NCF Nation: Steve Bartkowski


NEW YORK -- When asked to reflect on their Hall of Fame college football careers, coach Jimmy Johnson and quarterback Steve Bartkowski talked about the fun and the camaraderie.

Both men enjoyed long and successful NFL careers. Both have been successful since they left the game -- Bartkowski in the construction business in Atlanta, Johnson as an NFL analyst on the Fox network. Yet both men, speaking Tuesday at a news conference staged by the National Football Foundation to announce the Class of 2012 of the College Football Hall of Fame, look back with great fondness on their days in the college game.

“Football is the ultimate team game,” said Bartkowski, the California quarterback from 1972-74. “I had a great group of guys around me at Cal: Chuck Muncie, Wesley Walker, Howard Strickland. We had some good, good football players. And it was fun. I was there because I wanted to be there, not because somebody was paying me a large amount of money to take the field.”

Bartkowski, the 16th Golden Bear elected to the Hall of Fame, described it as “an absolute honor. I was humbled by it, especially now that I hear some of the guys to be inducted along with me in this class.”

[+] EnlargeJimmy Johnson and Steve Bartkowski
AP Photo/Seth WenigCoach Jimmy Johnson and quarterback Steve Bartkowski joined 15 others in being inducted into the College Football Hall of Fame.
It may be the passage of time. More likely, it’s an expression of the emotion the men elected to the Hall of Fame carry about their college days. But no matter how many years have passed, nearly all of them react as Colorado guard John Wooten (1956-58) did.

Wooten, who was nominated by the Veterans Committee, became one of the African-American pioneers in the NFL. He has blazed trails throughout his career to this day, when he is chairman of the Fritz Pollard Alliance Foundation, which promotes diversity in NFL coaching, front office and scouting staffs. Yet when he called his Colorado teammates with news of his election, tears flowed on both sides of the connection.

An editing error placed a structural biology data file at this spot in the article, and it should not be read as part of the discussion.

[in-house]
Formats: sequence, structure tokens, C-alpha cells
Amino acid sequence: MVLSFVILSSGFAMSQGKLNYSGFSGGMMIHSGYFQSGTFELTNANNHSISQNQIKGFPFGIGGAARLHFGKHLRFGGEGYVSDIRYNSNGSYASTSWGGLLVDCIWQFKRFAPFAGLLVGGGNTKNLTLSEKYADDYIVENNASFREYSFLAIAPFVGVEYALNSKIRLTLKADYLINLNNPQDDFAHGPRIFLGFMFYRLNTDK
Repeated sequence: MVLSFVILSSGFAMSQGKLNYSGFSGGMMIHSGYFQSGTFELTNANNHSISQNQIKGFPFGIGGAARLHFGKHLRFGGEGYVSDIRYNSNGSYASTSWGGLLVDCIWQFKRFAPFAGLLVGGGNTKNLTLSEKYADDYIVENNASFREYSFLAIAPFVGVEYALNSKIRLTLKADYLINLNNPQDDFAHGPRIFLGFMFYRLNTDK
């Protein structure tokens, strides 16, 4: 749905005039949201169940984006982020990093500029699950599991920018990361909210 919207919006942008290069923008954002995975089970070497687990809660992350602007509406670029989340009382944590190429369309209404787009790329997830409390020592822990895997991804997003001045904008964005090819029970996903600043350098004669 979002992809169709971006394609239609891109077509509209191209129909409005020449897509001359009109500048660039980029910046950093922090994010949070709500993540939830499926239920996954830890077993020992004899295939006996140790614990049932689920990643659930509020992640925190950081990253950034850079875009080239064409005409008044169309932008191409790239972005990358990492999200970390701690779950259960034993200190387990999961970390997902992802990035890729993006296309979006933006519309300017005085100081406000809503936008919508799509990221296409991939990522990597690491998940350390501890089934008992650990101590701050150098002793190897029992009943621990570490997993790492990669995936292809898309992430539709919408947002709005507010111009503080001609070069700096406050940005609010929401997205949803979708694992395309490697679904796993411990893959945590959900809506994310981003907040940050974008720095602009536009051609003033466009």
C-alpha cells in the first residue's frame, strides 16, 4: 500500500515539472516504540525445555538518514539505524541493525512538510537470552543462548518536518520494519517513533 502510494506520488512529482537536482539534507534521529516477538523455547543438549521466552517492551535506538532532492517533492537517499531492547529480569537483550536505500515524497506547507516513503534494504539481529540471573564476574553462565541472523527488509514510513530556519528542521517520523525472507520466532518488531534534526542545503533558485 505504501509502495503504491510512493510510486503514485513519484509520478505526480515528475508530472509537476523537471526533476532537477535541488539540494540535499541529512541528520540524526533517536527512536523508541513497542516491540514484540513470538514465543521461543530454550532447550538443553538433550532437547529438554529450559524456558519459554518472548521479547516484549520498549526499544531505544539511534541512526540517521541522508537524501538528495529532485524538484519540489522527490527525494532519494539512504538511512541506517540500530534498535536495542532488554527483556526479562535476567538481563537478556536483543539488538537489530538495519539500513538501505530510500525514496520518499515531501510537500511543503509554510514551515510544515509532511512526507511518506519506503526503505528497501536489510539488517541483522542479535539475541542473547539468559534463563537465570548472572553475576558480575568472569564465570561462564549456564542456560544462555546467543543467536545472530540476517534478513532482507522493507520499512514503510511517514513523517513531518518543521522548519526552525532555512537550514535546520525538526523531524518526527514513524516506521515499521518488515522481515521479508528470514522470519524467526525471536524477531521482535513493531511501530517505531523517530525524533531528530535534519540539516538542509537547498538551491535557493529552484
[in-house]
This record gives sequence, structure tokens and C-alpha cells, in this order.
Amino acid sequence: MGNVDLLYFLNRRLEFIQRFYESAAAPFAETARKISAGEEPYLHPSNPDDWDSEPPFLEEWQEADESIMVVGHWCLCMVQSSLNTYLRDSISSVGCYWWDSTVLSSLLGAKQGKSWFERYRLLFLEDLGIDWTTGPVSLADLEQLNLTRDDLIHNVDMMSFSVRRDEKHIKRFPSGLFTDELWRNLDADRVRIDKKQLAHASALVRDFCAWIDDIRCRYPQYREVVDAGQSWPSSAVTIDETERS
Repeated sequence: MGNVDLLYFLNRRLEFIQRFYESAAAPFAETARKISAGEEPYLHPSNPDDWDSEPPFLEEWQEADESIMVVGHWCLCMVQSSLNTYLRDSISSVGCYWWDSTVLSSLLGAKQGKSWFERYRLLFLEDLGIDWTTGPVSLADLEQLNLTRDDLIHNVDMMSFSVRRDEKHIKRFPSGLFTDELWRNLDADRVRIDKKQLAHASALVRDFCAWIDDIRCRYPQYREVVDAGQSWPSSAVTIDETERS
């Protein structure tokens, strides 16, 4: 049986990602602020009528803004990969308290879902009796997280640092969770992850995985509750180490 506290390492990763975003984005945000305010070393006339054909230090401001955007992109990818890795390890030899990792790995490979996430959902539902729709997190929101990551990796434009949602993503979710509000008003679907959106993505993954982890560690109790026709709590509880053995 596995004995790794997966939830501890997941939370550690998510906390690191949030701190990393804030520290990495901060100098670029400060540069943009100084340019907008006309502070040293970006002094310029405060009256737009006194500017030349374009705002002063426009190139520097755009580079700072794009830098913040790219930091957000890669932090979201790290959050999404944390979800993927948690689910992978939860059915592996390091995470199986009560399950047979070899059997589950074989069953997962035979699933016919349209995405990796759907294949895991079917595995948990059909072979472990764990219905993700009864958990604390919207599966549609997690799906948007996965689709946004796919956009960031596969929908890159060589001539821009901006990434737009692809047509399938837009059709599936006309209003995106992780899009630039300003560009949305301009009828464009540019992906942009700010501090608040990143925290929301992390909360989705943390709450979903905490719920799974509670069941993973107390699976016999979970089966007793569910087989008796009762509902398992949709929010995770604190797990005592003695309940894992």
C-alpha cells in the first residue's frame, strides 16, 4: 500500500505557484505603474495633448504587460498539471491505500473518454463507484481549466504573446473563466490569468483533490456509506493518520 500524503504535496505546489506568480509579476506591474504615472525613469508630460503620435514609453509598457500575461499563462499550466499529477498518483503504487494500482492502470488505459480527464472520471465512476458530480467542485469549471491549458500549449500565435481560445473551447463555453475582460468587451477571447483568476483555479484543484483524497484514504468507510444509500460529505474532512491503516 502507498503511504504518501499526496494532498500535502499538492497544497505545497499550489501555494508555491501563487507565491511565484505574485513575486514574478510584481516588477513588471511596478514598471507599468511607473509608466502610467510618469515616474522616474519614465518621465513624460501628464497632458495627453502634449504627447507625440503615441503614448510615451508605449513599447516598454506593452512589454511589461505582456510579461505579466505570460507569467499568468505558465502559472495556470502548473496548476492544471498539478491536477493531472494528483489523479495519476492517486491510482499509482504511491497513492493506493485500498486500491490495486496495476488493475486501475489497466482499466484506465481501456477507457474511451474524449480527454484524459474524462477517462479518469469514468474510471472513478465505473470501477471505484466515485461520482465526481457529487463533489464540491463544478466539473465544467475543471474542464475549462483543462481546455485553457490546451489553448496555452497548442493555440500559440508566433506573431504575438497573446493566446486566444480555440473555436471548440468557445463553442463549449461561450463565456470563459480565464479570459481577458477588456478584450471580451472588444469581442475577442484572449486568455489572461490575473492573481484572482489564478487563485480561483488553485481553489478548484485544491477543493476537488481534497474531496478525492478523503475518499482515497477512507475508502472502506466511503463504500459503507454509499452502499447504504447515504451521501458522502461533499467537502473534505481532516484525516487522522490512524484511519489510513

Johnson, who led Miami to the 1987 national championship, will be joined in this class by two other coaches, Phillip Fulmer of Tennessee (1993-2008) and R.C. Slocum of Texas A&M (1989-2002). Johnson went 81-34-3 in 10 seasons at the U (1984-88) and Oklahoma State (1979-83). He said several times Tuesday that the most fun he had in his life came at Miami, when his Hurricanes lost a total of two regular-season games in four seasons.

But the enjoyment came from more than winning.

“You’re more than a head football coach,” Johnson said. “I was in my office continually with young kids ... being homesick, young kids that had financial problems, young kids that had academic problems. They thought they came there to get ready for pro football but then they realized they had to get ready for life.

“I used to have a meeting on Thursday nights,” Johnson continued. “And I said, ‘Every one of you, I’m going through the room, and I’m going to ask you what are you going to do when you leave the University of Miami?’ And I said, ‘You can’t say you’re gonna play pro football. So you have to tell me what you’re going to do with the rest of your life.’